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What's your financial plan for the next decade?

How has this happened? Surely we can’t already be facing into a new decade! Many of us remember fondly the big party we were at on New Year’s Eve as we entered the new century – and all the worries about the Y2K bug that was going to bring the end to many IT systems across the globe. We’re coming up to the 20th anniversary of that now…

Time just relentlessly marches on. It never changes pace and before we know it, another year or another decade has slipped by. As we entered the current decade, the world was struggling to emerge from the deepest economic crash in a generation. Many people in Ireland had lost their jobs, had lost a lot of money in investments – particularly in property ventures and bank shares and were really struggling under enormous piles of debt. Many were simply hanging on at that stage.

The last decade has been a period of re-birth for many, but certainly not all people in Ireland. Personal debt issues have reduced, but this...

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We'll help you plan for life's events

We came across a quote recently that has really got us thinking, as it hit home on one of the most important aspects of financial planning. The quote is, “Money always moves when life is in transition”.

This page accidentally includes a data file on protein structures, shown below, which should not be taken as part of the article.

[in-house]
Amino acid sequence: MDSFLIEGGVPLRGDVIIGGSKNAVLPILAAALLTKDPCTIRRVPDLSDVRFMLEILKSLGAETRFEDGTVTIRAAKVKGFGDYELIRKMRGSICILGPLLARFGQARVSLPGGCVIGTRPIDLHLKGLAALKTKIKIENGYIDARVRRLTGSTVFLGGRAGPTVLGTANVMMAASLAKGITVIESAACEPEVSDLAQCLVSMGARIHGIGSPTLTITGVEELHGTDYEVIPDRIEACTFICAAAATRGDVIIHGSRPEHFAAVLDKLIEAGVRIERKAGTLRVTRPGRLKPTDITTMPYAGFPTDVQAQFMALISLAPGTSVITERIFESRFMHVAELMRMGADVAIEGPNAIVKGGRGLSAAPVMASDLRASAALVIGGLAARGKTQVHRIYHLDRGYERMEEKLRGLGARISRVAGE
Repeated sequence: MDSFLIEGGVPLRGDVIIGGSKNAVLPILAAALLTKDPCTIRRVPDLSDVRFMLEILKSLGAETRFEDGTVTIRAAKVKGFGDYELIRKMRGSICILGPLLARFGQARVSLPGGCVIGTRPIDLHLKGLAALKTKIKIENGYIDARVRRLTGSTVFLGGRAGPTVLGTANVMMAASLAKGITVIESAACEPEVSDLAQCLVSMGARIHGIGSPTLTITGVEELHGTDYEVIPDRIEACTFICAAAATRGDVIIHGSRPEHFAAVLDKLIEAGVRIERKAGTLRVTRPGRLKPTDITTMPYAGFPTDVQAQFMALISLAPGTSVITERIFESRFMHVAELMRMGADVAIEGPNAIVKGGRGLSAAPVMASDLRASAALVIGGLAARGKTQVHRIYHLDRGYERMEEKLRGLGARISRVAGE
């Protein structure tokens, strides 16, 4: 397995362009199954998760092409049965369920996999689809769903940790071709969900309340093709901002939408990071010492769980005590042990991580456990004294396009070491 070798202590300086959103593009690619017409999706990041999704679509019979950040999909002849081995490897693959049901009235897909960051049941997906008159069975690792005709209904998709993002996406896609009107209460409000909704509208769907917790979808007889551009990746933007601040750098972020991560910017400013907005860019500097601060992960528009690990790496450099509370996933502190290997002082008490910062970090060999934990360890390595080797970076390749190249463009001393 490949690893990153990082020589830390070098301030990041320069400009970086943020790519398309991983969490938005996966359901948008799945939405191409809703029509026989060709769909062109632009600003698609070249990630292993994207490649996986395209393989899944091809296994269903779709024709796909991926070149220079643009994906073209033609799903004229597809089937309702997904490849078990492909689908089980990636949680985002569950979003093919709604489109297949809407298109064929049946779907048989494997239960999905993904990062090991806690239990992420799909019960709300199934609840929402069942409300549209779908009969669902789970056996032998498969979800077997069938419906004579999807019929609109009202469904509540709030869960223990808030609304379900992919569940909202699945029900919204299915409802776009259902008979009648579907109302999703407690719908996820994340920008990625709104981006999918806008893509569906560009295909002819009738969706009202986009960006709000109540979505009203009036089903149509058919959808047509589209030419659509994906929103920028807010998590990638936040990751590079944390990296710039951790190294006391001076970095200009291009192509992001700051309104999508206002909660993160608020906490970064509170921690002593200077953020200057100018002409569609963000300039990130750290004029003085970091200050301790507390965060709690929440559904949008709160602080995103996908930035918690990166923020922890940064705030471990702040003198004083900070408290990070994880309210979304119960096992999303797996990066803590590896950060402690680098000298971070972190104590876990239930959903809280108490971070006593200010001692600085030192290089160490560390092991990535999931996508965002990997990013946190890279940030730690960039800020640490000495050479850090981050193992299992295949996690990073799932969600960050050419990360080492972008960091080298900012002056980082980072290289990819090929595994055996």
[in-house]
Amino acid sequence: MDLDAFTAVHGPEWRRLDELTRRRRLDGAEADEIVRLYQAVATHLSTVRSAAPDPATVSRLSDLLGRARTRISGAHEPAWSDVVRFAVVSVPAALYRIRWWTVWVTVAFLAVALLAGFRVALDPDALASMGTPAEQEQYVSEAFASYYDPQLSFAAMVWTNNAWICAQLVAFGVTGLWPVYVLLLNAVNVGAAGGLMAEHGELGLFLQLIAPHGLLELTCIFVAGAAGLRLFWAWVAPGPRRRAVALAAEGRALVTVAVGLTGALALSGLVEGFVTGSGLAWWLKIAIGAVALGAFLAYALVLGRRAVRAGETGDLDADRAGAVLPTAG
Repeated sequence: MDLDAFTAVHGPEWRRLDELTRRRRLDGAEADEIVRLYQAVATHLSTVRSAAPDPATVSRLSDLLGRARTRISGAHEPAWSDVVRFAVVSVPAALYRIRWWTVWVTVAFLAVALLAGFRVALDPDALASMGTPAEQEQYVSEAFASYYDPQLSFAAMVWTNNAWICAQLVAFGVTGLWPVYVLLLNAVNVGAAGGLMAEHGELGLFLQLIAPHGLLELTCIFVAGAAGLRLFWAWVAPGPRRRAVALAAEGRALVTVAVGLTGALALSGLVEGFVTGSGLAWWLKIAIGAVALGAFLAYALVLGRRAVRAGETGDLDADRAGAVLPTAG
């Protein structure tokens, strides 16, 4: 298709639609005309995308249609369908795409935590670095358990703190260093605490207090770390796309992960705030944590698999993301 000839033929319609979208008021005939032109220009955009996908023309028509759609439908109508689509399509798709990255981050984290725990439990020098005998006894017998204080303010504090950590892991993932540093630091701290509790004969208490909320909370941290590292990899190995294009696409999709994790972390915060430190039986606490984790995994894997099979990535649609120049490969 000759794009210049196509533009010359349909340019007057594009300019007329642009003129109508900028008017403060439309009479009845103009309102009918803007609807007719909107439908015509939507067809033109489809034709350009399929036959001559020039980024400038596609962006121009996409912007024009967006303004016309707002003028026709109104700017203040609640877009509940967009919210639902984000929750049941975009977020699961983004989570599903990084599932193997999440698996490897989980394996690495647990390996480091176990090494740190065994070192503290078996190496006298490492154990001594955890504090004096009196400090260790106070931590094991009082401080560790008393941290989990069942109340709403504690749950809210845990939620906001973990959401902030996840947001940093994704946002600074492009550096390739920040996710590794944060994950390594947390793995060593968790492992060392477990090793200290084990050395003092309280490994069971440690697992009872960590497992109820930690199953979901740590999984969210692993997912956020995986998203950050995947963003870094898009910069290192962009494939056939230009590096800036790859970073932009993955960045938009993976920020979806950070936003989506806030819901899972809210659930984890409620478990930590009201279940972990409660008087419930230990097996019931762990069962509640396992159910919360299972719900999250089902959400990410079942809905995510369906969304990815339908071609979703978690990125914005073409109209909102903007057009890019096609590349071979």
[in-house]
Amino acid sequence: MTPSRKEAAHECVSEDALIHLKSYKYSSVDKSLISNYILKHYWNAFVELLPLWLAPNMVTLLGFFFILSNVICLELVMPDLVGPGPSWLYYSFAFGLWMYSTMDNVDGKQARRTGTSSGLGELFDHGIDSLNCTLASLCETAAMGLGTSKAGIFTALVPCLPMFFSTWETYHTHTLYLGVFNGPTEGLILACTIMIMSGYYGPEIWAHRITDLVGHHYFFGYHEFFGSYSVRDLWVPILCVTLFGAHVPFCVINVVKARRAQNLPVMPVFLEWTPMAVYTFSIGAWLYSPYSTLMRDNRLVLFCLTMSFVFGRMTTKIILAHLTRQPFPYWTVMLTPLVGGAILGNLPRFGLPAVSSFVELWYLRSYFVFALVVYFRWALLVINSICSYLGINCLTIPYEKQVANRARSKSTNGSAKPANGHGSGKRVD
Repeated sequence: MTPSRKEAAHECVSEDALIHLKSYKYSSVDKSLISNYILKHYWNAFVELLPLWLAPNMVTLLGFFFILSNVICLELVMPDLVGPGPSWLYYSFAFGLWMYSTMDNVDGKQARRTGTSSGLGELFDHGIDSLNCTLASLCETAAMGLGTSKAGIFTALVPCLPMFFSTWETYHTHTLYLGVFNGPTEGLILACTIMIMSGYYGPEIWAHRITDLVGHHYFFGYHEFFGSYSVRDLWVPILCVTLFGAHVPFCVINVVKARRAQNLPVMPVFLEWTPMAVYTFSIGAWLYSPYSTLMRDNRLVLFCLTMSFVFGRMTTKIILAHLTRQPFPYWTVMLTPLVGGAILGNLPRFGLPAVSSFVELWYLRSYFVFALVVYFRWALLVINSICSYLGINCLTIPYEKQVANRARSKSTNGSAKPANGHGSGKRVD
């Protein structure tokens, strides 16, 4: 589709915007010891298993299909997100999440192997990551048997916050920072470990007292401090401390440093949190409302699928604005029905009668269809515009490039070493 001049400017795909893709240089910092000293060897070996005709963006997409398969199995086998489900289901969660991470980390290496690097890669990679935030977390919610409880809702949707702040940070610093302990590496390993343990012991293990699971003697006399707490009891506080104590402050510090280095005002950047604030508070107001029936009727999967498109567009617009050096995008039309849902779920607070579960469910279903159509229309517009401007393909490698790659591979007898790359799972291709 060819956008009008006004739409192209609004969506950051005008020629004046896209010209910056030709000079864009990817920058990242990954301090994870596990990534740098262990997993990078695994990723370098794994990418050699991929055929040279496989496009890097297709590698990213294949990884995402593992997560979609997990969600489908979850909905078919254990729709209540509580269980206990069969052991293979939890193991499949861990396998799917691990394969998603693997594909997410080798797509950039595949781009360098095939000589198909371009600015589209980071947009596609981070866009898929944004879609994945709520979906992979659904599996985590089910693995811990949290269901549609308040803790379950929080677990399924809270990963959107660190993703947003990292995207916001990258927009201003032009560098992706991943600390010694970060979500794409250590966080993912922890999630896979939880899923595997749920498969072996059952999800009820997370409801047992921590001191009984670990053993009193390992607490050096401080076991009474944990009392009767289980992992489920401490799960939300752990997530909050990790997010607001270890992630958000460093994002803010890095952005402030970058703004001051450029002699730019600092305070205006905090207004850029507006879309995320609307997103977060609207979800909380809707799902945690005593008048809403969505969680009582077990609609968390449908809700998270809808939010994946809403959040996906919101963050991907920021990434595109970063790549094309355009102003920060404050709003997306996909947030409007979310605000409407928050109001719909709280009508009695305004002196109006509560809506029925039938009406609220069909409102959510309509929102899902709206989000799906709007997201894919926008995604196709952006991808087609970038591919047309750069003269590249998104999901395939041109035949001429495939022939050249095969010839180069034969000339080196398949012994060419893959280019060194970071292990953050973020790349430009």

The reason the quote had such an impact is because it makes financial planning real. When some people think about financial planning, they think only of life assurance, income protection, pensions and investments. This is a mistake, as these are simply products that are sometimes used to enable a financial plan to be implemented. Financial planning itself is about helping you to identify what you want to do with your life, and then devising a plan to help you financially achieve that life. Yes, we might suggest that some products as mentioned above are used – but these are simply vehicles to help you achieve your goals.

And when we talk about your financial goals, we’re not talking about some random figures such as, “My goal is to have €800,000 in...